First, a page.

Ransomware extortionists have seemingly started using Bitcoin Cash (BCH) for ransom payments as well, according to a report published by Bleeping Computer. The first ransomware strain to use the cryptocurrency, dubbed Thanatos, makes it impossible for users to decrypt their files, even after paying. Per…
Ransomware extortionists have seemingly started using Bitcoin Cash (BCH) for ransom payments as well, according to a report published by Bleeping Computer. The first ransomware strain to use the cryptocurrency, dubbed Thanatos, makes it impossible for users to decrypt their files, even after paying.
Per Bleeping Computer, the ransomware was first discovered by cybersecurity researcher MalwareHunterTeam. After infecting a victim, Thanatos uses a new key for each file it encrypts, but doesn’t store the keys anywhere. As a result, it’s impossible for the ransomware’s developer to decrypt a victim’s files.
Those affected by Thanatos are advised not to pay the ransom. According to researchers, the only way to get rid of it is by brute forcing the encryption key for each file, meaning victims should contact cybersecurity firms for help.
Thanatos is notably the first ransomware strain to accept Bitcoin Cash for payments, along with Bitcoin and Ethereum. After a user is infected, a readme.txt file opens up, telling them to send the equivalent of $200 to a BTC, ETH, or BCH wallet. Bleeping Computer’s report reads:
“This ransom note contains instructions to send a $200 USD ransom payment to one of the listed Bitcoin, Ethereum, or Bitcoin Cash addresses. The user is then instructed to contact firstname.lastname@example.org with their unique victim ID in order to receive a decryption program.”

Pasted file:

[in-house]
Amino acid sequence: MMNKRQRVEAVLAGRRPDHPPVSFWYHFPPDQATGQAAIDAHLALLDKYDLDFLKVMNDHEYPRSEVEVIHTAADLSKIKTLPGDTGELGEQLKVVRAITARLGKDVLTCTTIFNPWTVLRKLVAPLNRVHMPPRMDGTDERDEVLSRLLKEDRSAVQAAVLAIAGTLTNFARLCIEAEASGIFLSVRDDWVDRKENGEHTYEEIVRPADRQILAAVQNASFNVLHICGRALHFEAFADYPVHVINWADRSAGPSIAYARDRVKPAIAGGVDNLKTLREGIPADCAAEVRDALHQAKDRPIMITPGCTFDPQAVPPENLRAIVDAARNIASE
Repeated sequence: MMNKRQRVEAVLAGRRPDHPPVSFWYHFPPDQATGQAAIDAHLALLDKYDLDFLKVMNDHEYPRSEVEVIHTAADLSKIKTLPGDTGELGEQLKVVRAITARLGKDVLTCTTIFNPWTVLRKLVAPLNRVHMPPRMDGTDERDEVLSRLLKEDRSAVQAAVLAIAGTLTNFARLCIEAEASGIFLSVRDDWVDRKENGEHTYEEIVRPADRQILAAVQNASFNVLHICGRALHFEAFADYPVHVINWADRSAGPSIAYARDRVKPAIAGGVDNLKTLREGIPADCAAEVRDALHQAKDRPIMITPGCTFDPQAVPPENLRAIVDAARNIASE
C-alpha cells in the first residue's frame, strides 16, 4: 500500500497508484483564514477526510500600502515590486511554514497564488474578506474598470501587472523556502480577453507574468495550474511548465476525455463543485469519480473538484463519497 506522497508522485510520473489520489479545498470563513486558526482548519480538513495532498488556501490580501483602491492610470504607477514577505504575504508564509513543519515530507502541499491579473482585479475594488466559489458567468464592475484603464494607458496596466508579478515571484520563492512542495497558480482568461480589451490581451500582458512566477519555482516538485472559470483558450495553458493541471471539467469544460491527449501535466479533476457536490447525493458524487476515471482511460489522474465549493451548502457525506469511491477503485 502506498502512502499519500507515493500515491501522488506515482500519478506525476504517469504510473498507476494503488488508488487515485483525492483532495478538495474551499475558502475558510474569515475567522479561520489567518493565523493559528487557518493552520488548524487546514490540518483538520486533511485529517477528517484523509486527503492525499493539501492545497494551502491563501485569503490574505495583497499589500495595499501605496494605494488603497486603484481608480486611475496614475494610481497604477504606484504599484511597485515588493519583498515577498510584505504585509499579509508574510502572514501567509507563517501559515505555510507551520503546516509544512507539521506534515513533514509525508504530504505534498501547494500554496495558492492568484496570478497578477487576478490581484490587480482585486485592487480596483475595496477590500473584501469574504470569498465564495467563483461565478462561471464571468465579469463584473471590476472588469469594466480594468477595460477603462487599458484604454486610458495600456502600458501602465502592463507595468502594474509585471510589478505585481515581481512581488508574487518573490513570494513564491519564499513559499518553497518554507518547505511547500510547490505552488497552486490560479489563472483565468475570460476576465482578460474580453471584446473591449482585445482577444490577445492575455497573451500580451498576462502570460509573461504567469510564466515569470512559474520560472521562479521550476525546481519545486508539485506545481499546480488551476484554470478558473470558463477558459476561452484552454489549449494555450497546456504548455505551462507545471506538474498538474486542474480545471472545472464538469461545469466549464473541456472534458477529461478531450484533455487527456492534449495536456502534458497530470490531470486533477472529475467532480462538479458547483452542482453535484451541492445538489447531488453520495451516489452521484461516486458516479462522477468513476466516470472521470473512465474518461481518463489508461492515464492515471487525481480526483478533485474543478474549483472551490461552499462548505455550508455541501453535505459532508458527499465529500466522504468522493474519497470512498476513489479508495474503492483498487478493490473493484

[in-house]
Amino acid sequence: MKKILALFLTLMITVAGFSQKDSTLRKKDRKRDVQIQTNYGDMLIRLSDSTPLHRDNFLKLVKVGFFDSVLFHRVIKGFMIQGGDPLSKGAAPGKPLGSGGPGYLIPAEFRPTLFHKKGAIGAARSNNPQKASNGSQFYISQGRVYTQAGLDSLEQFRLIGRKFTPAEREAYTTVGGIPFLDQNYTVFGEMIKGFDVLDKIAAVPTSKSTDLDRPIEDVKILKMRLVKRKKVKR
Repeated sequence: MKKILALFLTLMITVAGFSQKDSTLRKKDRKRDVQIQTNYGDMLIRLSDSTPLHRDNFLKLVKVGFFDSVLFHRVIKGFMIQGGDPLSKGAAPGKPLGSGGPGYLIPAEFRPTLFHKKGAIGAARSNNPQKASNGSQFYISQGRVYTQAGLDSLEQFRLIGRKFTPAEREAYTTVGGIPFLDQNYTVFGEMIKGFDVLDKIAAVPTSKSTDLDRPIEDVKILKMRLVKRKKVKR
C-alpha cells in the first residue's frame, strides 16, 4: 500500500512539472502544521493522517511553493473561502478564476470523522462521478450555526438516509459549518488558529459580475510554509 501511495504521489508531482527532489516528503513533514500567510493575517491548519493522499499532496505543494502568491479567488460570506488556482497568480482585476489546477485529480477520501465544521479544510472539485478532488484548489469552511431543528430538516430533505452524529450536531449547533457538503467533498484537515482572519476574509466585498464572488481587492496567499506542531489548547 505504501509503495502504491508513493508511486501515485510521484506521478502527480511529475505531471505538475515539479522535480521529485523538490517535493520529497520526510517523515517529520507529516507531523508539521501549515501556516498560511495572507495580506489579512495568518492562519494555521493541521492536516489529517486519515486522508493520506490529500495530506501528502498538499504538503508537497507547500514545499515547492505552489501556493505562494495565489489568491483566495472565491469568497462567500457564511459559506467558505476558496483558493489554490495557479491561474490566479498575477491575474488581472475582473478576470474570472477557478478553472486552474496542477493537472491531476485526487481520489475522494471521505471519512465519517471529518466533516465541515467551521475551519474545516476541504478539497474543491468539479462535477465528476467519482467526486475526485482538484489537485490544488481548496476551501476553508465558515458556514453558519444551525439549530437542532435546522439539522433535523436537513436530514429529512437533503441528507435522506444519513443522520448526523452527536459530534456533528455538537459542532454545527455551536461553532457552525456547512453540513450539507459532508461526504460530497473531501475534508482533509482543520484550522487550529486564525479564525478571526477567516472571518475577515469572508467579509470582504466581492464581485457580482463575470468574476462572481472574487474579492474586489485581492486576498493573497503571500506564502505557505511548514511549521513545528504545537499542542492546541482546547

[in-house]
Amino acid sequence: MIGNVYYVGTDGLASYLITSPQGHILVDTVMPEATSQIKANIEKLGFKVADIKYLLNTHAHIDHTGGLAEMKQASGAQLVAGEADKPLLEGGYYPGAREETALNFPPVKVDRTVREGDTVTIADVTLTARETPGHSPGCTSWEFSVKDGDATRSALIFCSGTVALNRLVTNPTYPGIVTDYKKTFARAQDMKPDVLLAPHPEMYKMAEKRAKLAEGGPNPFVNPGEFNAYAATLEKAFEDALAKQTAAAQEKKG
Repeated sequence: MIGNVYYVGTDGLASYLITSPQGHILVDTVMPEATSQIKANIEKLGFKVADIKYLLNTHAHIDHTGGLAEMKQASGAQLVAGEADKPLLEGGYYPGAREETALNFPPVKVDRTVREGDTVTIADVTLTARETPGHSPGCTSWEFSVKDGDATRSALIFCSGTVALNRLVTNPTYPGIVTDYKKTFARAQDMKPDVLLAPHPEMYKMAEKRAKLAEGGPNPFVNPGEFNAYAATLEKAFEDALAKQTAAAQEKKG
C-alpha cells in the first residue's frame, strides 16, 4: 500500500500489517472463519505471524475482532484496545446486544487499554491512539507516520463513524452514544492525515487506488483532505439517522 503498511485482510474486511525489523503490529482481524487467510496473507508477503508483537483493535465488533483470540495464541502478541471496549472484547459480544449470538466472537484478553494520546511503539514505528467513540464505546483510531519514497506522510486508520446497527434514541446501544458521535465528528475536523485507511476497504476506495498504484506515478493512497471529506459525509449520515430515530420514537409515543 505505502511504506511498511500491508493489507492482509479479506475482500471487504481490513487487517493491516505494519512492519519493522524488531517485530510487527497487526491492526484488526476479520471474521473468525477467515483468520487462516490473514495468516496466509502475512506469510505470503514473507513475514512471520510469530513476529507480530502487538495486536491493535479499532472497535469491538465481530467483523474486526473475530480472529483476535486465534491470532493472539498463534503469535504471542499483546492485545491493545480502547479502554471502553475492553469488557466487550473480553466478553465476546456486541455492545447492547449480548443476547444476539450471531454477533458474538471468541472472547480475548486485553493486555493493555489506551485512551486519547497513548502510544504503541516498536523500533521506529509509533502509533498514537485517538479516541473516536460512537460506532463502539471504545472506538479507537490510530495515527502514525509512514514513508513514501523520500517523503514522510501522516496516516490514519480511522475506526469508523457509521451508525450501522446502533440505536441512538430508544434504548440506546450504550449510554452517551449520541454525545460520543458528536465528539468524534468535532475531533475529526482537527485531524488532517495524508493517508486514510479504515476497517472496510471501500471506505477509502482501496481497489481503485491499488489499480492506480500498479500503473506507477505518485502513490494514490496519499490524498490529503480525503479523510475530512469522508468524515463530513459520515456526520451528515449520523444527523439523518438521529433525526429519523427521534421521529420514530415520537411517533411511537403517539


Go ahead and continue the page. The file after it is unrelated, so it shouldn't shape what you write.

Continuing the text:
At the end of the note, the extortionists try to coerce victims into paying by implying no one can help. It reads that files can only be decrypted by the ransomware’s authors, although researchers pointed out even they can’t do it.
The growing popularity of cryptocurrencies has been helping ransomware extortionists’ business. As covered by CCN, a Google report revealed that they netted $25 million in two years. The business is so popular that a Tor Proxy service was caught diverting some of their bitcoin payments.
Security researchers advise users to regularly backup their files in a secure and reliable way, to use proper security software, and to never open attachments when the sender is unknown. Furthermore, users should make sure their software is updated as older programs often contain security vulnerabilities.
Other security tips include using strong passwords, and never reusing the same password in any circumstance. As reported, even darknet Dream Market users were caught for reusing their passwords.
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